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Samsung to Recall the ‘Galaxy Note 7’ After Explosion Claims

According to South Korea’s Yonhap News, South Korean based electronic firm, Samsung Inc. today announced that the company will issue a global recall of its new flagship the Galaxy Note 7 smartphones after its investigation on explosion claims found batteries were at fault.

According to the company’s statement, they promised to share the findings as soon as possible. “Samsung is fully committed to providing the highest quality products to our consumers.”

Samsung launched the Note 7 on Aug. 19 in some markets, including South Korea and the U.S. Shipments were delayed in South Korea this week for extra quality control testing after reports that batteries of some of the jumbo smartphones exploded while they were being charged.

Citing an unnamed company official, Yonhap News said Samsung’s investigation has found that faulty batteries have caused phones to catch fire. It said Samsung estimates that the number of Galaxy Note 7 phones with the faulty battery accounts for “less than 0.1%” of the products in the market.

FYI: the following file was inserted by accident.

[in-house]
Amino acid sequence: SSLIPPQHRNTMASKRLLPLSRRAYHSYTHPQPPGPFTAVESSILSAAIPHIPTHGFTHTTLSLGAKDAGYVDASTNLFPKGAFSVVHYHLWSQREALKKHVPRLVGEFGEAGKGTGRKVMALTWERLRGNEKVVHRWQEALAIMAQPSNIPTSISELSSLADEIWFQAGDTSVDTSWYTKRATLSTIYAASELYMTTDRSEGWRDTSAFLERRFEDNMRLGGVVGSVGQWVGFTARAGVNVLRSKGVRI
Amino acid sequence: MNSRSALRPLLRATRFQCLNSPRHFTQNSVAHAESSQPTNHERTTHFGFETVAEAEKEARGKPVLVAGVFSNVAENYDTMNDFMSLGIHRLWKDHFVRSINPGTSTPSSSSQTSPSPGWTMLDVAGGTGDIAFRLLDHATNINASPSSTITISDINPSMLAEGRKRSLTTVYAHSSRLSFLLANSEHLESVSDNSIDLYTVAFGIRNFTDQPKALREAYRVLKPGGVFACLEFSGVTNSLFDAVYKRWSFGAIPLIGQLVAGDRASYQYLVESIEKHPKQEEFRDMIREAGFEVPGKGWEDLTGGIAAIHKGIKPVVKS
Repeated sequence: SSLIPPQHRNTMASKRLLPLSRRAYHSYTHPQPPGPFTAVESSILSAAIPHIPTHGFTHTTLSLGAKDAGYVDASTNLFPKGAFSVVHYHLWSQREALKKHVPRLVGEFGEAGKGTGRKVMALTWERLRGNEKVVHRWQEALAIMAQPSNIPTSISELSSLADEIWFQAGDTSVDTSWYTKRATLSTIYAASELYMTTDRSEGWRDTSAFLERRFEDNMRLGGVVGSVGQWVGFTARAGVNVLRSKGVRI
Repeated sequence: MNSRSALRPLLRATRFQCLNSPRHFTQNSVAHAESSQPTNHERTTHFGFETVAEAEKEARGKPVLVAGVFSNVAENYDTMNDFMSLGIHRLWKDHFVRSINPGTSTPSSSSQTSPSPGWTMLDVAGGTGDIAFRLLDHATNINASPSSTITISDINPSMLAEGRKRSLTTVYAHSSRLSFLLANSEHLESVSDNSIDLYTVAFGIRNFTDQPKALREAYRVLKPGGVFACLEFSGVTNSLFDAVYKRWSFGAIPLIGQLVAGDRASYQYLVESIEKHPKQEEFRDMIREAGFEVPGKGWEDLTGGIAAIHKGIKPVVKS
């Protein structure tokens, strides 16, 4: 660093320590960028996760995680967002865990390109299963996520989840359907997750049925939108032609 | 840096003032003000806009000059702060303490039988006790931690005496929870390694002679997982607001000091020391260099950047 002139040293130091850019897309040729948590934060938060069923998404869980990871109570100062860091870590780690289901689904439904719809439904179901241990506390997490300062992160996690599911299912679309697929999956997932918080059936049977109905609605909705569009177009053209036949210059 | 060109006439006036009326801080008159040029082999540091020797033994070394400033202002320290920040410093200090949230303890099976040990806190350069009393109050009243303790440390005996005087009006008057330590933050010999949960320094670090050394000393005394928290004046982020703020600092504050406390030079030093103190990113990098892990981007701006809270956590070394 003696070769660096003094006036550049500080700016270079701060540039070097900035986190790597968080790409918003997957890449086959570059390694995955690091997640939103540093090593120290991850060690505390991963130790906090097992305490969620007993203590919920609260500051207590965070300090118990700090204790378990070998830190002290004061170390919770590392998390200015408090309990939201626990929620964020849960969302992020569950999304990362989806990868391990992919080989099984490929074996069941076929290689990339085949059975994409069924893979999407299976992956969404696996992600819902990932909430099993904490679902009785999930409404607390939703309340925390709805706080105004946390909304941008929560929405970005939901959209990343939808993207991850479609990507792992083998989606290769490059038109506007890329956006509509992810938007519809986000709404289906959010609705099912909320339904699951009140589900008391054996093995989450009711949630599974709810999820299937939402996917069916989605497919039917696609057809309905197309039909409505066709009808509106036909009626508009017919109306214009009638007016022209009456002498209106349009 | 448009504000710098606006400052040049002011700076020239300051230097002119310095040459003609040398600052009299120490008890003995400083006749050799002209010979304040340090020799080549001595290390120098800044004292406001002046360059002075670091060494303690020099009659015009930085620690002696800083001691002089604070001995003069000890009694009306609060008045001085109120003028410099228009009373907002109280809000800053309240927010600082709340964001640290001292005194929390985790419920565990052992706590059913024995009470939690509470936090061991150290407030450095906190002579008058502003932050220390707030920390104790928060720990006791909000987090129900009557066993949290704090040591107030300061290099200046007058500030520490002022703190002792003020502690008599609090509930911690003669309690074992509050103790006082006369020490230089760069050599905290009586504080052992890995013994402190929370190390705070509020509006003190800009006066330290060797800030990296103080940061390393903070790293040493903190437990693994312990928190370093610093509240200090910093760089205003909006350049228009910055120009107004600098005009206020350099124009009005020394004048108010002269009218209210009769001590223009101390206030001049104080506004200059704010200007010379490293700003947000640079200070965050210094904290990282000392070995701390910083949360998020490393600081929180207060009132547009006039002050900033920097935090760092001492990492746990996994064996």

SK Telecom, South Korea’s largest mobile carrier, said about 400,000 units of the Galaxy Note 7 were estimated to have been sold in South Korea.

Samsung beat expectations with stellar earnings in the latest quarter and its stock price was at a record high before news emerged of the Note 7’s battery problems. The company’s shares rose 0.8% early Friday after falling 2 percent the day before.

Despite the investigation in South Korea, Samsung went ahead with its scheduled launch Thursday of the Galaxy Note 7 in China. Company officials did not reply to questions about how Samsung determined which phones are deemed safe and which require further testing. It did not say if those phones are different from the ones sold in South Korea.

Yonhap News said five or six explosions were reported by consumers. However, there were no confirmed reports of any injuries.

“Every year, there have been accidents of battery explosions but it is the first time that six or seven cases happened within such a short period after the launch of a new product,” said Ha Joon-doo, an analyst at Shinhan Investment Corp.

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